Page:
Looking back at history, one might reasonably conclude that small states are destined to be on the losing end of geopolitics. Events of the last decade in particular do not give us much reason for optimism about the destiny of small states facing coercion at the hands of their larger and more powerful neighbors. Russia used force against Georgia in 2008, has been using force against Ukraine since 2014, and could prospectively use force against a number of its other neighbors. China, for its part, has used a variety of coercive techniques in its territorial disputes with its neighbors. One common feature of these situations is an explicit effort by the coercing state to stay below the thresholds of a military response and, in particular, outside military intervention. As a result, small states have largely been left to their own devices to defend themselves against their more powerful neighbors.
Small, frontline states do not, however, lack options in the face of coercion. To the contrary, they could pursue a number of competitive strategies in an effort to make coercion less attractive. These include strategies of denial, which seek to harden a state against coercion; cost-imposing strategies, which seek to force an adversary to bear burdens sufficient to cause a reconsideration of coercion; efforts to attack and render ineffective the adversary’s coercive strategy; and strategies that seek to exploit divisions within the enemy’s political leadership to end the coercive campaign. The United States can, and in many cases should, assist small, frontline states in developing and implementing competitive strategies against their larger neighbors seeking to coerce them.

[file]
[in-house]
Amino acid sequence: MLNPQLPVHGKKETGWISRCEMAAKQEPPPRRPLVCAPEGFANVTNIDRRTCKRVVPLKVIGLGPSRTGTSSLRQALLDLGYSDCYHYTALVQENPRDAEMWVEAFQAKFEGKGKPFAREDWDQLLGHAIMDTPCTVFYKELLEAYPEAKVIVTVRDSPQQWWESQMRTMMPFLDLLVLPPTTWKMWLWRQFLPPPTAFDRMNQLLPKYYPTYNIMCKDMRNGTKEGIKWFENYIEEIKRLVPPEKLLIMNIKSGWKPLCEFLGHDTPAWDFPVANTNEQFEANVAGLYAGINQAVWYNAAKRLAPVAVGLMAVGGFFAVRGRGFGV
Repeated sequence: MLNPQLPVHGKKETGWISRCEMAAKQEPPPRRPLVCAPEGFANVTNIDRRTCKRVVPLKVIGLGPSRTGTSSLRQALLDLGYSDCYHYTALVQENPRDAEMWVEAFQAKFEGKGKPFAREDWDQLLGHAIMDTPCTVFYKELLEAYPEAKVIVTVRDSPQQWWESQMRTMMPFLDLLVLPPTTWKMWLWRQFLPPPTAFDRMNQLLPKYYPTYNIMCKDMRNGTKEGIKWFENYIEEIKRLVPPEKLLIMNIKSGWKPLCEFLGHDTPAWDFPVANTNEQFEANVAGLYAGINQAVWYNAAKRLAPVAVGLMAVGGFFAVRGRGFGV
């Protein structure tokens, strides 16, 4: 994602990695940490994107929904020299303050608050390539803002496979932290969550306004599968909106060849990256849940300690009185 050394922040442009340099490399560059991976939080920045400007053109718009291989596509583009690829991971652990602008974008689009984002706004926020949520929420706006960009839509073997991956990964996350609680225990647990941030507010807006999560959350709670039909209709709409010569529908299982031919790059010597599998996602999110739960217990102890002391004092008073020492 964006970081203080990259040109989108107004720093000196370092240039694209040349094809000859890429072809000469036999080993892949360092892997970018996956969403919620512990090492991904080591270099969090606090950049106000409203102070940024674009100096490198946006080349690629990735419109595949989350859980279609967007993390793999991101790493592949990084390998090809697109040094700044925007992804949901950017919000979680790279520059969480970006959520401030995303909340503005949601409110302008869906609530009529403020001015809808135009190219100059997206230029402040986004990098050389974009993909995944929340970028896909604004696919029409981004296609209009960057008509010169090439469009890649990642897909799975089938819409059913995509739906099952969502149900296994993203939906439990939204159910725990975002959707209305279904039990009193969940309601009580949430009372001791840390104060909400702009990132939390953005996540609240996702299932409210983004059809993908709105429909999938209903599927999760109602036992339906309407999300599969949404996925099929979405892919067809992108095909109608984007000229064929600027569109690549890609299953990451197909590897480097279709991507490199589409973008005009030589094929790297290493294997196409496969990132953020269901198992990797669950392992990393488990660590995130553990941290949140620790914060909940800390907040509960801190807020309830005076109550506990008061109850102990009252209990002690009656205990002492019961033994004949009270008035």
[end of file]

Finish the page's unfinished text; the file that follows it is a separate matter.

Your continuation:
Wargames Factory 28mm Numidian Infantry with Victrix Shields and LBM Transfers
This article was originally published by War on the Rocks on 26 January 2016.
Wargaming is enjoying a renaissance within the Department of Defense, thanks to high-level interest in wargaming as a way to foster innovation. However, for this surge of wargaming to have a positive impact, these wargames must be designed well and used appropriately. For decision-makers with limited wargaming experience, this can be a daunting challenge. Wargames can be deceptively simple — many do not even use complicated computer models — so it is all too easy to assume that no specialized skills are needed for success. At the same time, wargames are hugely diverse: interagency decision-making seminars that involve conflict without fighting, crisis simulations adjudicated by subject matter experts, and operational warfare in which outcomes are determined by complex computer models. For sponsors who may have only seen one or two games, it can be hard to understand the full range of wargaming possibilities and the common approaches that underpin them all. How can a sponsor discern whether wargames and the resulting recommendations are actually worthwhile?
Writing aimed at the sponsors of wargames and the consumers of their results has been slow to appear and overly focused on specific historical wargames. For example, Micah Zenko, Gary Anderson, and Dave Dilegge wrote about the weaknesses of Millennium Challenge and offered some lessons to be learned from this famously failed wargame. In contrast, Deputy Secretary of Defense Robert Work and Vice Chairman of the Joint Chiefs General Paul Selva illustrated the potential of wargames by highlighting the famous Naval War College wargames played in the interwar years.